End of the First Part.-The Second Part in our next.


SIR,- The extensive circulation already acquired by the Military Chronicle (not ouly among the members of the profession, but with those who are friendly to its interest, and who, it is to be hoped, have in some instances the power, as well as the inclination, to correct and ameliorate our system, where it is proved to be erroneous or unjust), will plead a sufficient apology for the present address, which, should it find a ready insertion, will perhaps be only a prelude to hints on other parts of our military system.

The point to which I more immediately wish to call your attention is the very marked difference that is shewn, without any apparent, or at least reasonable motive, in respect to the emoluments of Staff officers equal in rank, and having equally important duties to execute.

It is now many years since the intention was professed, of making all Staff Officers of a certain rank either vacate their regimental commissions, or retire on the half-pay of their rank. The reason assigned for this new regulation was, not that their staff appointments were before too lucrative, but that it was desirable that the field officers of regiments should be effective with their corps ; and in the propriety of such a motive no military man could, for one moment, hesitate to acquiesce.

Considered, therefore, abstractedly, as a matter of general regulation, it would probably have received the applause of most military men; for such is the disinterested feeling of officers in general, that they would have overlooked the reluction thereby made in the emoluments of the staff, and have reconciled themselves to the measure, as productive of benefit to the service, and of hardship to none, because alike applicable to all.

This, however, has not been the result. The rule has never been acted upon generally, but partially, and therefore oppressively. Of this

Emoluments of Staff Officers.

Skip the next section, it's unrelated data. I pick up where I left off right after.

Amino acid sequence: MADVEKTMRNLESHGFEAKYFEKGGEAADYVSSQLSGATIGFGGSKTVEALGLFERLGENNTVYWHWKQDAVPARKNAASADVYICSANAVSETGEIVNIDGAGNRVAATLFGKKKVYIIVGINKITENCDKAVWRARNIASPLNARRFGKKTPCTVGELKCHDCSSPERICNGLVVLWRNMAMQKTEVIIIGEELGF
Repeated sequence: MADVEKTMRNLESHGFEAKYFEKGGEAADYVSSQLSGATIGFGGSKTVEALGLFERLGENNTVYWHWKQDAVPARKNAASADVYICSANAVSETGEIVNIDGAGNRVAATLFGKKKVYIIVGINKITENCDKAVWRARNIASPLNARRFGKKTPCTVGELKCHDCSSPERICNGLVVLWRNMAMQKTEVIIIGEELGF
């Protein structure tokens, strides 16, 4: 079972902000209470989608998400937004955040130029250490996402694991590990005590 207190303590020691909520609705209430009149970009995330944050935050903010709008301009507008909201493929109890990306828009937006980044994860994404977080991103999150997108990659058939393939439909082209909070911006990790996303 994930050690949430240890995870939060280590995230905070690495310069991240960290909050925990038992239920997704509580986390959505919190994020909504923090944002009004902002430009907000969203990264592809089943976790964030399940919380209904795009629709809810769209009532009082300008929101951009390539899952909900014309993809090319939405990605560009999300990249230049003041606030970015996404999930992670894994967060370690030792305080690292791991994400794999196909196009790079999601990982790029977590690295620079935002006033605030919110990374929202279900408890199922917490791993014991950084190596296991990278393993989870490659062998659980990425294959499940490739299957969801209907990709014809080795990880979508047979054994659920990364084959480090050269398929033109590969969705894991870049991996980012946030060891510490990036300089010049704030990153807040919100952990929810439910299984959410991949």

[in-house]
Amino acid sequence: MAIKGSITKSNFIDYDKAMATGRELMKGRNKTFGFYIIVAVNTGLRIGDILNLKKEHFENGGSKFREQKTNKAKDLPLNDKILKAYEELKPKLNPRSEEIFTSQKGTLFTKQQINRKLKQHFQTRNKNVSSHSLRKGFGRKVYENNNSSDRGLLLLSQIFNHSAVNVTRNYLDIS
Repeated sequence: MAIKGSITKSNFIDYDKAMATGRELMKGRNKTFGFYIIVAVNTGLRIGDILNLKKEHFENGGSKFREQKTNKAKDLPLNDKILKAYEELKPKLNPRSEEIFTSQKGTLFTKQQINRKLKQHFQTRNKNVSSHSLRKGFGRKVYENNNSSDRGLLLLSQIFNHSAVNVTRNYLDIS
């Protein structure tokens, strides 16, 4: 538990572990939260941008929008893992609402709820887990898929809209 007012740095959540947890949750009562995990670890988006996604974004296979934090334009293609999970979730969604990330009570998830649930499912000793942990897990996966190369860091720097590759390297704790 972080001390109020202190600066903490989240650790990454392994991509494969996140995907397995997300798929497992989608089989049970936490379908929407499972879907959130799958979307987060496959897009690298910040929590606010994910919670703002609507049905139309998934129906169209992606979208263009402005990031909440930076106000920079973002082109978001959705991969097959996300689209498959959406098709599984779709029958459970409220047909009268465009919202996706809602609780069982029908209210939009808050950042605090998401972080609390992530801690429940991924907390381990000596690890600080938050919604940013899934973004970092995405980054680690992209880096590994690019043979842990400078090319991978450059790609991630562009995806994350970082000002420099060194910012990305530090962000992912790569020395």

it is in any man's power to satisfy himself, by referring to the foreign staff appointments for the last sen years. He will there find, that, while officers whose talents and services merited superior consideration, have been obliged to go on half pay in consequence of their staff appointments, others, without equal claims, have been permitted to retain their full pay. He will find that in some instances (that of the late lamented M. Gen. Vy is one) officers having staff appointments have been placed on the half pay, without giving them even an option ; while others have been deprived of their full pay, and kept in suspence for years before they were placed on half pay.

What is no less singular, and worthy of remark, as proving the want of reflectiou that has prevailed on this point, is, that the officers placed on the half pay have almost universally been those of the quarter-mastergeneral's department, while those of the adjutant-general's have been nearly exempt from the operation of the rule. Now it would be almost insulting to the readers of the Chronicle to observe what is known to every tyro in the art of war, that, although the duties of the former demand a variety of talent and instruction rarely to be met with, in an eminent degree, the latter requires little more than a good penman and arithmetician. The officer employed in the former branch of the service must have dedicated much time, and probably have incurred much expence, in obtaining necessary and indispensable qualifications; whilst the other may, as adjutant, have acquired all that is requisite to his executing the duties of adjutant-general. But even were it otherwise, their situations are equal, and why not their advantages.